Fauna - Snakes - Miniature Sheet
Fauna - Snakes - Miniature Sheet for only GBP £3.32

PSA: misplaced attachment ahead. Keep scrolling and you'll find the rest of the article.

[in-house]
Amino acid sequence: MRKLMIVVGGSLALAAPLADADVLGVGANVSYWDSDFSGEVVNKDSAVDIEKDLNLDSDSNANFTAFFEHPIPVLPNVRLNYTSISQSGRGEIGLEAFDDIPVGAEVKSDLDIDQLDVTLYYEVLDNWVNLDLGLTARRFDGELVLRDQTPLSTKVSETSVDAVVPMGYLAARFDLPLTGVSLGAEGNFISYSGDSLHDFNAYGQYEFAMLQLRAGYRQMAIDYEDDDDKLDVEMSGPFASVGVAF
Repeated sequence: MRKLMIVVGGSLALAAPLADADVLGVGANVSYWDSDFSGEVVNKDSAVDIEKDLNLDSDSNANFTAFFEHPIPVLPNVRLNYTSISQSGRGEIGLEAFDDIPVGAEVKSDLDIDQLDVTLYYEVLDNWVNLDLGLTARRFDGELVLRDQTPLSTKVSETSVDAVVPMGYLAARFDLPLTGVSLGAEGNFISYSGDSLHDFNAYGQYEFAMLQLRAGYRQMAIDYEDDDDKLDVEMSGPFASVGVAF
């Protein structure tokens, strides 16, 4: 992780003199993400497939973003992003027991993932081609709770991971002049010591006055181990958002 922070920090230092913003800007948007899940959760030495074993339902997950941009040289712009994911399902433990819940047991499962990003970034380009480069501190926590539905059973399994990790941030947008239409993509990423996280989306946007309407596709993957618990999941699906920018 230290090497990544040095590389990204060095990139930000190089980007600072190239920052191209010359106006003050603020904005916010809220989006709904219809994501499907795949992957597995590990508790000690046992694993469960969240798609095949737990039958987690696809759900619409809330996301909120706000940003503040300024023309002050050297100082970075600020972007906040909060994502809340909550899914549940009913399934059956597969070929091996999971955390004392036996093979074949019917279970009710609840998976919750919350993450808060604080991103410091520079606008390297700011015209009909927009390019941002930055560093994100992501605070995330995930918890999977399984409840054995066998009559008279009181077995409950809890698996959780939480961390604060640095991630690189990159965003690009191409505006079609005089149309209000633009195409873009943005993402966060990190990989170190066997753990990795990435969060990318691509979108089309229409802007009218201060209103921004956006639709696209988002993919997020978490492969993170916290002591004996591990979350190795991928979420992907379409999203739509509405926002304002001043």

Smuk, Eskulap's snake, white (now Zamenis longissimus, earlier Elaphe longissima) is a non-poisonous snake from the Colubridae family of the same name. The body of smuk is lean and long, the head is narrow, and the apple of the eyes are round. This snake usually has a length of 140 to 180 cm. Males are slightly longer than females. Upper side of the body is monochrome greyish to dark gray, greyish-greenish or brownish. The lower side of the body is whitish. The last puffy and granular shells on head are also brighter. Smuk was also known to the Old Greeks, so it became an integral part of the symbol medicine, or a stick of the Greek god of medicine and treatment, Asklepija (lat. Eskulap), by which the smuk was called the Eskulap's snake. Adder (lat. Viper Berus) is a snake called Vipera poison, very much widespread in the world. The poison is injected with a bite, through a tooth of a toxic tooth. The poison works slowly and is not particularly strong, but it can also kill a man. Adder is stiff and slow, very short tail, oval and flathead, which is clearly separated from the hull. Males, which are smaller than females, have a gray color, while females reddish-brown. Both along the back have a dark, twisted track with dark spots on the hips. The bruise is white to black dots, and the bottom of the tail from yellow to red.